In a more preferred embodiment, the cancer treatment method of the claimed invention includes a compound of formula III and salts, solvates or physiologically functional derivatives thereof and at least one anti-neoplastic agent which is selected from the group consisting of paclitaxel, carboplatin, or vinorelbine.

In a more preferred embodiment, the cancer treatment method of the claimed invention includes a compound of formula III and salts, solvates or physiologically functional derivatives thereof and at least one anti-neoplastic agent, which is carboplatin.

In a more preferred embodiment, the cancer treatment method of the claimed invention includes a compound of formula III and salts, solvates or physiologically functional derivatives thereof and at least one anti-neoplastic agent, which is vinorelbine.

In a most preferred embodiment, the cancer treatment method of the claimed invention includes a compound of formula III and salts, solvates or physiologically functional derivatives thereof and at least one anti-neoplastic agent, which is paclitaxel.

In one embodiment, the cancer treatment method of the claimed invention includes a compound of formula IV and salts, solvates or physiologically functional derivatives thereof and at least one anti-neoplastic agent selected from the group consisting essentially of anti-microtubule agents, platinum coordination complexes, alkylating agents, antibiotic agents, topoisomerase II inhibitors, antimetabolites, topoisomerase I inhibitors, hormones and hormonal analogues, signal transduction pathway inhibitors, non-receptor tyrosine kinase angiogenesis inhibitors, immunotherapeutic agents, proapoptotic agents, and cell cycle signaling inhibitors.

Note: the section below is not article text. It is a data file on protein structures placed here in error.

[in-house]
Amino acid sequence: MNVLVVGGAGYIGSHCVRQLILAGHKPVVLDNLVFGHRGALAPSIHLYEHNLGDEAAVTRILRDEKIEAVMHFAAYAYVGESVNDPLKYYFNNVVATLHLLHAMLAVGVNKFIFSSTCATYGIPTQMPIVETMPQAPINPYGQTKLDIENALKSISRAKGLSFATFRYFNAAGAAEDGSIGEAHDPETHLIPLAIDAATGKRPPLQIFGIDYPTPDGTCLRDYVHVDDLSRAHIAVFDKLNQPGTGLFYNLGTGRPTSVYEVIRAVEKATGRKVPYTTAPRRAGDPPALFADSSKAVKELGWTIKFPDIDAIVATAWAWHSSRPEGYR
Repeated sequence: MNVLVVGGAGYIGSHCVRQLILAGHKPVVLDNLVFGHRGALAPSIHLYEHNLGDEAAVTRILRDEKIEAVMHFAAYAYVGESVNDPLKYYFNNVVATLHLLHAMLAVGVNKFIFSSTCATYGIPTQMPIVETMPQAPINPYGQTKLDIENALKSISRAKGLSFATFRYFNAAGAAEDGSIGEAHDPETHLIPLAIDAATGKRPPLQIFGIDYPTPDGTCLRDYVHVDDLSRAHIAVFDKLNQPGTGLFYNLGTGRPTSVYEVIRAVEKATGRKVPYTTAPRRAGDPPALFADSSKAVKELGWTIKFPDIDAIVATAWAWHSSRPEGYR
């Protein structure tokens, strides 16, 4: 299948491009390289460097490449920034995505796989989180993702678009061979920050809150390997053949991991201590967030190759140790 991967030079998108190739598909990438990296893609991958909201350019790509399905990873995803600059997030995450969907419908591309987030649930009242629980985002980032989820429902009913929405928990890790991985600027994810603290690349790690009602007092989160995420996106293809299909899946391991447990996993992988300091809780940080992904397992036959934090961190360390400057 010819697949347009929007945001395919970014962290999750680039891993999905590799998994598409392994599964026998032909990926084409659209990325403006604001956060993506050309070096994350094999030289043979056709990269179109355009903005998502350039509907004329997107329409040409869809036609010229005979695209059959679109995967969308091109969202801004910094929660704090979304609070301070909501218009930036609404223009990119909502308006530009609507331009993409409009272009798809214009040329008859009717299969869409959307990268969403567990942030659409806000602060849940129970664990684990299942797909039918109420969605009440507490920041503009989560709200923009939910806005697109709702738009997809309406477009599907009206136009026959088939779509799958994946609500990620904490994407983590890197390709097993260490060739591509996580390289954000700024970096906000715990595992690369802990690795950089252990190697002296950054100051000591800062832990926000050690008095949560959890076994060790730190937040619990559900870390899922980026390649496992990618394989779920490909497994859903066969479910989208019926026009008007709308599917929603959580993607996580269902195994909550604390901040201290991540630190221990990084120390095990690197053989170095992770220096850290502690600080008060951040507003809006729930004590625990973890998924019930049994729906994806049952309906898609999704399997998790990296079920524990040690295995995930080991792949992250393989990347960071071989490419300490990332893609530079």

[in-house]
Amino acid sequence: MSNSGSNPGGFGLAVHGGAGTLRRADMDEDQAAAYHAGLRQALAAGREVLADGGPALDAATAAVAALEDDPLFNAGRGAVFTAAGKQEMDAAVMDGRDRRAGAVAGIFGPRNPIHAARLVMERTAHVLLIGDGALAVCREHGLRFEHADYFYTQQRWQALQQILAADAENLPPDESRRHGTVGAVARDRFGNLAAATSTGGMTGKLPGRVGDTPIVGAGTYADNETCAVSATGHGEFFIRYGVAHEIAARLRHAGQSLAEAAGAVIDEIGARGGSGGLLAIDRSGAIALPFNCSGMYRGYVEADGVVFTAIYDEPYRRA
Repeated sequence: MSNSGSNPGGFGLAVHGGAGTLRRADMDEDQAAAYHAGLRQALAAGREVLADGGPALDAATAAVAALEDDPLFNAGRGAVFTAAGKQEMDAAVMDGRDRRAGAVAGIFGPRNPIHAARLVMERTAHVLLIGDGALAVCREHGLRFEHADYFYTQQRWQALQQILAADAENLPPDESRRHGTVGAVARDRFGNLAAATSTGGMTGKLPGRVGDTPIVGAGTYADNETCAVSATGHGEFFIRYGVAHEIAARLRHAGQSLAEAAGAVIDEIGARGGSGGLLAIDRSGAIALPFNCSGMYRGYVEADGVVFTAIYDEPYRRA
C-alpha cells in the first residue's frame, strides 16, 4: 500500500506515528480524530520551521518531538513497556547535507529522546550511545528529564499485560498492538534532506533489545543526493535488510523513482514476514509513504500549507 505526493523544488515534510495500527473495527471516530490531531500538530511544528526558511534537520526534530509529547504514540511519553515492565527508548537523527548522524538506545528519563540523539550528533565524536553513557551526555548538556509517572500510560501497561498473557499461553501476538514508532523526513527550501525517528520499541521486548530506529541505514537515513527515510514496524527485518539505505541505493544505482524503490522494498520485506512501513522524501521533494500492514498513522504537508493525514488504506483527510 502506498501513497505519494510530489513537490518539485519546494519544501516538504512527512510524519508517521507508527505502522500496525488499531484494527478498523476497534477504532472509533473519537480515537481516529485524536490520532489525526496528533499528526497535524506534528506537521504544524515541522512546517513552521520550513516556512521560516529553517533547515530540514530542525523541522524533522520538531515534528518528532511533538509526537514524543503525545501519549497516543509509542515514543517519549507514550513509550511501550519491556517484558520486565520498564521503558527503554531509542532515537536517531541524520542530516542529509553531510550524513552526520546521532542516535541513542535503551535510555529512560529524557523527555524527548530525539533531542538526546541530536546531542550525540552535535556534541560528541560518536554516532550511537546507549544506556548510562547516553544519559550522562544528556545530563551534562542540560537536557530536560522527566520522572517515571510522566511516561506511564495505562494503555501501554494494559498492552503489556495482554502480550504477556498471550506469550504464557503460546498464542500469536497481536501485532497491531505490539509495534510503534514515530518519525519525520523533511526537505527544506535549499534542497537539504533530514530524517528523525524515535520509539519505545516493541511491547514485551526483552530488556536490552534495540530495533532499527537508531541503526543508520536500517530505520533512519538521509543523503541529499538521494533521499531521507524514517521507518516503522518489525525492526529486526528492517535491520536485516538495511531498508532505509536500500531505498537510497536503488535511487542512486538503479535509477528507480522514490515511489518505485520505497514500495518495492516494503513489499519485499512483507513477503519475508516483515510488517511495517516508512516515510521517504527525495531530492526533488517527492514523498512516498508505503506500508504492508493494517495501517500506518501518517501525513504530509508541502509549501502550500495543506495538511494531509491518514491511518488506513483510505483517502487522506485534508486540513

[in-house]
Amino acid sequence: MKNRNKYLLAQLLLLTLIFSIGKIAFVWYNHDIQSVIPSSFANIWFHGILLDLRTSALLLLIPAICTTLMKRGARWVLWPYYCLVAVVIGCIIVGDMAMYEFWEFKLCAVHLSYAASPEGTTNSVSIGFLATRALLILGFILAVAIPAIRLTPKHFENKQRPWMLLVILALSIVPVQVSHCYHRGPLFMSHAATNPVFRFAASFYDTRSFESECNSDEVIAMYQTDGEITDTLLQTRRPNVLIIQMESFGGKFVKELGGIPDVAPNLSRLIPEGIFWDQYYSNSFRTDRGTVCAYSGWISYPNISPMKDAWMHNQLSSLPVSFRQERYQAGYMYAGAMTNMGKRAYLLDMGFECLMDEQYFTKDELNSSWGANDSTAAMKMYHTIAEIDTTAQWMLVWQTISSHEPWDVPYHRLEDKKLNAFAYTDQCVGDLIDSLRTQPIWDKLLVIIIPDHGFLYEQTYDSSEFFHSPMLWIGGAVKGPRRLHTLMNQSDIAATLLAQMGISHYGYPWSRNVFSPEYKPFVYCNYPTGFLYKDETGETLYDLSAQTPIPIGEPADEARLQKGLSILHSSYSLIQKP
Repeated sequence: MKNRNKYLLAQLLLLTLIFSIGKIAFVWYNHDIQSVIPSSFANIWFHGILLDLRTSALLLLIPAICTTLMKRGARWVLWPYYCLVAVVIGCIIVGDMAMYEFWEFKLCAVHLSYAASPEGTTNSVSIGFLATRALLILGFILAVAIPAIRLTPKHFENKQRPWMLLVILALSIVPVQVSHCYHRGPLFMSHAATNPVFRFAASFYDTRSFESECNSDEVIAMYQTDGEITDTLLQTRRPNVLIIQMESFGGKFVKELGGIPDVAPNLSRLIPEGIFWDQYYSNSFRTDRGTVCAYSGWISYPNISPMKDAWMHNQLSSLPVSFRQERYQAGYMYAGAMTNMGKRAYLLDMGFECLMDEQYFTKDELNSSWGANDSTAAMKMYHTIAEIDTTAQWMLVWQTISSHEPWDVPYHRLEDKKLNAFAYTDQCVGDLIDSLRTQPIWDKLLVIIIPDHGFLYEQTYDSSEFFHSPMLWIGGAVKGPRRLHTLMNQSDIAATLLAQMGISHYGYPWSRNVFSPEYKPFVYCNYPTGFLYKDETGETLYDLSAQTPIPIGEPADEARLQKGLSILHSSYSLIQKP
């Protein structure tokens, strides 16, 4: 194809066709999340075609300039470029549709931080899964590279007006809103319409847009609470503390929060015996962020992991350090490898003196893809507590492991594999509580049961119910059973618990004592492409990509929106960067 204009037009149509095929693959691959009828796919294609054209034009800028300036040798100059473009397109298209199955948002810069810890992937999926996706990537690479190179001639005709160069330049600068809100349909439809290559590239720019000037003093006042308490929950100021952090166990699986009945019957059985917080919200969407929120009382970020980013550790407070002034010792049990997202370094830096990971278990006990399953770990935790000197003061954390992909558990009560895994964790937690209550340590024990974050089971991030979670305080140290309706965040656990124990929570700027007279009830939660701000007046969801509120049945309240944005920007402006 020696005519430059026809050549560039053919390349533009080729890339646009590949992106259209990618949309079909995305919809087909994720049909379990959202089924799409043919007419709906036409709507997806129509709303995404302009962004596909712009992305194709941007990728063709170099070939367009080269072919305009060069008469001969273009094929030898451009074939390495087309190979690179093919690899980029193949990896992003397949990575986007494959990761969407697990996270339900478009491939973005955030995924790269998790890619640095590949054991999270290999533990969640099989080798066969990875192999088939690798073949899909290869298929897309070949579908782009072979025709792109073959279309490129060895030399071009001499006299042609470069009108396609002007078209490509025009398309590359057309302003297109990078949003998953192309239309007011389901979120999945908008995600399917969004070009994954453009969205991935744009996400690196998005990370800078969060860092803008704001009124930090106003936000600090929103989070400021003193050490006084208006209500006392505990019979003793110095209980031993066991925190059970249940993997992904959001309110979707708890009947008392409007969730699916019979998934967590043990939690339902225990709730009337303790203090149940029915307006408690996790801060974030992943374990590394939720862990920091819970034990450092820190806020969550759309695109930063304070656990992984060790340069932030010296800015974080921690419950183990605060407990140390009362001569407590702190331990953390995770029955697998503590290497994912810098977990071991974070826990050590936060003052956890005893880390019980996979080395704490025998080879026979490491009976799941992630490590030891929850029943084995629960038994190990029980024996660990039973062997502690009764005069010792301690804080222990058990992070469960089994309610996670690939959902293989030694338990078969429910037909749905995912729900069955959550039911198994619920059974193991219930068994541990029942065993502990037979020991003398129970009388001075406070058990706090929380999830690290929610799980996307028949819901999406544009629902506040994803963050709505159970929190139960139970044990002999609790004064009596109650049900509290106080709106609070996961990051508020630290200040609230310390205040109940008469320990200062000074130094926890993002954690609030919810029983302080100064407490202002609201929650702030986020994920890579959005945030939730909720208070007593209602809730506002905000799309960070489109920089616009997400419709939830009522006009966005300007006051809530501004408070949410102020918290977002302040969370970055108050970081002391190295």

In another embodiment, the cancer treatment method of the claimed invention includes a compound of formula IV and salts, solvates or physiologically functional derivatives thereof and at least one anti-neoplastic agent which is an anti-microtubule agent selected from diterpenoids and vinca alkaloids.

In a preferred embodiment, the cancer treatment method of the claimed invention includes a compound of formula IV and salts, solvates or physiologically functional derivatives thereof and at least one anti-neoplastic agent, which is a diterpenoid.